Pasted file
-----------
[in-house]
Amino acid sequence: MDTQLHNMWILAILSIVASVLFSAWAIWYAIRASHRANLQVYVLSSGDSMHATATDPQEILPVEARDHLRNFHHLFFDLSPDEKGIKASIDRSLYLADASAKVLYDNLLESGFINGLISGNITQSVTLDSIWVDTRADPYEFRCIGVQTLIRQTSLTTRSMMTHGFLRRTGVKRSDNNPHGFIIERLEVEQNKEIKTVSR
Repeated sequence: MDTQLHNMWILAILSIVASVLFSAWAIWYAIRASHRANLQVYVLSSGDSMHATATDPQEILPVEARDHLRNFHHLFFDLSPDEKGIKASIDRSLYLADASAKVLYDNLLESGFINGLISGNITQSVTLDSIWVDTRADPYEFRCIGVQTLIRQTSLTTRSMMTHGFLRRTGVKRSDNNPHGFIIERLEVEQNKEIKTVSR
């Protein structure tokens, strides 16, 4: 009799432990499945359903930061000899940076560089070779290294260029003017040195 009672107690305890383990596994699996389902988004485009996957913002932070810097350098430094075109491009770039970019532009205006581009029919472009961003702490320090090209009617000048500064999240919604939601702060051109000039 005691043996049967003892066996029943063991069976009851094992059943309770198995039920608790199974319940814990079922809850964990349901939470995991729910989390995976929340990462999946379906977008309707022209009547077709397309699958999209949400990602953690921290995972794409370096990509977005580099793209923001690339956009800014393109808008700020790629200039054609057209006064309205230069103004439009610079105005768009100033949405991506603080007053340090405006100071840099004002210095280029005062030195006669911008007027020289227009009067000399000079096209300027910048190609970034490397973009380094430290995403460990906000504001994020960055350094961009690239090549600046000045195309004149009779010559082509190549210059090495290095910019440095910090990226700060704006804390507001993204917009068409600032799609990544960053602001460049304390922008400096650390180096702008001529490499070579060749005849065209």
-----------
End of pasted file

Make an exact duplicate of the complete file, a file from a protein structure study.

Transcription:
[in-house]
Amino acid sequence: MDTQLHNMWILAILSIVASVLFSAWAIWYAIRASHRANLQVYVLSSGDSMHATATDPQEILPVEARDHLRNFHHLFFDLSPDEKGIKASIDRSLYLADASAKVLYDNLLESGFINGLISGNITQSVTLDSIWVDTRADPYEFRCIGVQTLIRQTSLTTRSMMTHGFLRRTGVKRSDNNPHGFIIERLEVEQNKEIKTVSR
Repeated sequence: MDTQLHNMWILAILSIVASVLFSAWAIWYAIRASHRANLQVYVLSSGDSMHATATDPQEILPVEARDHLRNFHHLFFDLSPDEKGIKASIDRSLYLADASAKVLYDNLLESGFINGLISGNITQSVTLDSIWVDTRADPYEFRCIGVQTLIRQTSLTTRSMMTHGFLRRTGVKRSDNNPHGFIIERLEVEQNKEIKTVSR
């Protein structure tokens, strides 16, 4: 009799432990499945359903930061000899940076560089070779290294260029003017040195 009672107690305890383990596994699996389902988004485009996957913002932070810097350098430094075109491009770039970019532009205006581009029919472009961003702490320090090209009617000048500064999240919604939601702060051109000039 005691043996049967003892066996029943063991069976009851094992059943309770198995039920608790199974319940814990079922809850964990349901939470995991729910989390995976929340990462999946379906977008309707022209009547077709397309699958999209949400990602953690921290995972794409370096990509977005580099793209923001690339956009800014393109808008700020790629200039054609057209006064309205230069103004439009610079105005768009100033949405991506603080007053340090405006100071840099004002210095280029005062030195006669911008007027020289227009009067000399000079096209300027910048190609970034490397973009380094430290995403460990906000504001994020960055350094961009690239090549600046000045195309004149009779010559082509190549210059090495290095910019440095910090990226700060704006804390507001993204917009068409600032799609990544960053602001460049304390922008400096650390180096702008001529490499070579060749005849065209």